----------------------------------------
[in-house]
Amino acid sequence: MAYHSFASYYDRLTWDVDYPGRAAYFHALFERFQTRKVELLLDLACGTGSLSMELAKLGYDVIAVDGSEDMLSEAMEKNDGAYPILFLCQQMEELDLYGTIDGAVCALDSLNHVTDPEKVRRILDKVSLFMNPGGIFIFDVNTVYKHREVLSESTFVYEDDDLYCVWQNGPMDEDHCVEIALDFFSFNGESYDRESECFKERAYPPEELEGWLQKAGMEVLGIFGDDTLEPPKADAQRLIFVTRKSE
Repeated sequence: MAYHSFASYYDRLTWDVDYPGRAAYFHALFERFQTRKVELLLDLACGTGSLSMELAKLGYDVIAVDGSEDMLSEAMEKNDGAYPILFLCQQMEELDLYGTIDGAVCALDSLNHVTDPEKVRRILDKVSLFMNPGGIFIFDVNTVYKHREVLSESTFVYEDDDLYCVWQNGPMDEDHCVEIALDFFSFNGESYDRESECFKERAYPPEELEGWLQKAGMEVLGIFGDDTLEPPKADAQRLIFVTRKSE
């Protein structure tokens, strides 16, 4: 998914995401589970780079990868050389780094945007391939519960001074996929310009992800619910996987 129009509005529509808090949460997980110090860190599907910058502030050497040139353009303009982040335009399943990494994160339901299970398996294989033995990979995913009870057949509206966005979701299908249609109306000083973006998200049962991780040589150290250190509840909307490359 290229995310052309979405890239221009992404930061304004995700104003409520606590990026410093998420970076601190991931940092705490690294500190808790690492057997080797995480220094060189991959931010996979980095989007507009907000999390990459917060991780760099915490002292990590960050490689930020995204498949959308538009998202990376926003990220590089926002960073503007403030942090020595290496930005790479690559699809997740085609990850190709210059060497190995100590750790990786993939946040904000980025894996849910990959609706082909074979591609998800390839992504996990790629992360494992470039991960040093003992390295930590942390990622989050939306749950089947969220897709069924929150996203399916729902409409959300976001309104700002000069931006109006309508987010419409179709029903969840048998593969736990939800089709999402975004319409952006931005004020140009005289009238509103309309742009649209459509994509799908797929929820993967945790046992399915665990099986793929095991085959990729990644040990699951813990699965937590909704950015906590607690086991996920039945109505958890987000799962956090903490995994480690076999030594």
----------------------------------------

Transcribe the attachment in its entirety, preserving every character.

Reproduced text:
[in-house]
Amino acid sequence: MAYHSFASYYDRLTWDVDYPGRAAYFHALFERFQTRKVELLLDLACGTGSLSMELAKLGYDVIAVDGSEDMLSEAMEKNDGAYPILFLCQQMEELDLYGTIDGAVCALDSLNHVTDPEKVRRILDKVSLFMNPGGIFIFDVNTVYKHREVLSESTFVYEDDDLYCVWQNGPMDEDHCVEIALDFFSFNGESYDRESECFKERAYPPEELEGWLQKAGMEVLGIFGDDTLEPPKADAQRLIFVTRKSE
Repeated sequence: MAYHSFASYYDRLTWDVDYPGRAAYFHALFERFQTRKVELLLDLACGTGSLSMELAKLGYDVIAVDGSEDMLSEAMEKNDGAYPILFLCQQMEELDLYGTIDGAVCALDSLNHVTDPEKVRRILDKVSLFMNPGGIFIFDVNTVYKHREVLSESTFVYEDDDLYCVWQNGPMDEDHCVEIALDFFSFNGESYDRESECFKERAYPPEELEGWLQKAGMEVLGIFGDDTLEPPKADAQRLIFVTRKSE
């Protein structure tokens, strides 16, 4: 998914995401589970780079990868050389780094945007391939519960001074996929310009992800619910996987 129009509005529509808090949460997980110090860190599907910058502030050497040139353009303009982040335009399943990494994160339901299970398996294989033995990979995913009870057949509206966005979701299908249609109306000083973006998200049962991780040589150290250190509840909307490359 290229995310052309979405890239221009992404930061304004995700104003409520606590990026410093998420970076601190991931940092705490690294500190808790690492057997080797995480220094060189991959931010996979980095989007507009907000999390990459917060991780760099915490002292990590960050490689930020995204498949959308538009998202990376926003990220590089926002960073503007403030942090020595290496930005790479690559699809997740085609990850190709210059060497190995100590750790990786993939946040904000980025894996849910990959609706082909074979591609998800390839992504996990790629992360494992470039991960040093003992390295930590942390990622989050939306749950089947969220897709069924929150996203399916729902409409959300976001309104700002000069931006109006309508987010419409179709029903969840048998593969736990939800089709999402975004319409952006931005004020140009005289009238509103309309742009649209459509994509799908797929929820993967945790046992399915665990099986793929095991085959990729990644040990699951813990699965937590909704950015906590607690086991996920039945109505958890987000799962956090903490995994480690076999030594």